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Annan 'pleased' at agreement on DR of Congo, warns against continued fighting

Annan 'pleased' at agreement on DR of Congo, warns against continued fighting

United Nations Secretary-General Kofi Annan today said he was pleased to learn that the parties to the inter-Congolese dialogue reached agreement on all outstanding issues relating to the draft transitional constitution, but warned that recent power struggles in part of the Democratic Republic of the Congo (DRC) could result in a new round of inter-ethnic violence.

"Mr. Annan commended the Congolese parties for the spirit of cooperation and compromise they showed in the interest of peace and stability in their country," spokesman Fred Eckhard said, referring to the agreement reached yesterday in Pretoria, South Africa, on outstanding concerns, as well as military and security issues.

"He encourages the parties to cooperate fully with the efforts of Facilitator, Sir Ketumile Masire, to convene the formal session of the inter-Congolese dialogue as soon as possible in order to ratify the agreement and establish the transitional institutions, including the Government of national unity, without further delay," the spokesman said.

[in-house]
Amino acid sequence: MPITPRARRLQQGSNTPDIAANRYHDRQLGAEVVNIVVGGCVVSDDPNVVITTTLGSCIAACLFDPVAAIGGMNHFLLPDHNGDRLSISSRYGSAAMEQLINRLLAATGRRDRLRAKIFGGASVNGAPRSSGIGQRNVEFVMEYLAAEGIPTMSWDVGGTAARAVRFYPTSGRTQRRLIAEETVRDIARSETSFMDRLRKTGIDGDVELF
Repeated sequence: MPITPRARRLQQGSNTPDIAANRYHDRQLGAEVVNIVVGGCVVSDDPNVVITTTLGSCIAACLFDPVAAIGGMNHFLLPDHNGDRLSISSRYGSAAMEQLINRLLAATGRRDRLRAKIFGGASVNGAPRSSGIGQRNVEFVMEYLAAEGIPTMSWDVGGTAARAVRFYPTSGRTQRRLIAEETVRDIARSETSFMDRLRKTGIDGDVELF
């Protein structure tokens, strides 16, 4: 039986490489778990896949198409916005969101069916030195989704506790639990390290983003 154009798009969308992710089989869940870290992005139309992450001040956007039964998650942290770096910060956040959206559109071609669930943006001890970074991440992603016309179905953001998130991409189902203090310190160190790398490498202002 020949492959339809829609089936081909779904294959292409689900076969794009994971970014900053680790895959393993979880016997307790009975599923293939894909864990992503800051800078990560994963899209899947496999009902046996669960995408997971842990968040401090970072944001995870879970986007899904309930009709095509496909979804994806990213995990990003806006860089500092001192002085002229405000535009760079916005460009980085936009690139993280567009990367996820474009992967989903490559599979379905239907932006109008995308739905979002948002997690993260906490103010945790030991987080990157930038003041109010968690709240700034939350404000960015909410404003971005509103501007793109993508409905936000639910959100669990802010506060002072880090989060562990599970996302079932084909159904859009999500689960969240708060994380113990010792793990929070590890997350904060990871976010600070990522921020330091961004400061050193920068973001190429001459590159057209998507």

The Secretary-General expressed his appreciation to the Government of South Africa for the critical role it played in cooperation with his Special Envoy, Mustapha Niasse, to help the parties reach agreement on the transitional arrangements. Mr Annan also "commended the efforts of his Special Envoy and his team for helping steer the negotiations to a successful conclusion," the spokesman said.

The United Nations, particularly the UN Organization Mission in the DRC (MONUC), stands ready to continue to work closely with the Congolese parties in implementing the all-inclusive power-sharing agreement signed last December, Mr. Eckhard added.

At the same time, the spokesman said the Secretary-General is "deeply concerned" by the heavy fighting over the control of Bunia which took place recently and the threat it poses to the civilian populations, who have already paid an unacceptably high price in the many years of the conflict. "It is extremely disquieting that the fighting could result in a new round of inter-ethnic violence and massacres," Mr. Eckhard said.

The Secretary-General strongly urged all the parties to cease hostilities immediately and stop any acts of violence against civilians and humanitarian personnel, the spokesman said. "The belligerents should be reminded that the pursuit of the military option and human rights violations on any level are unacceptable."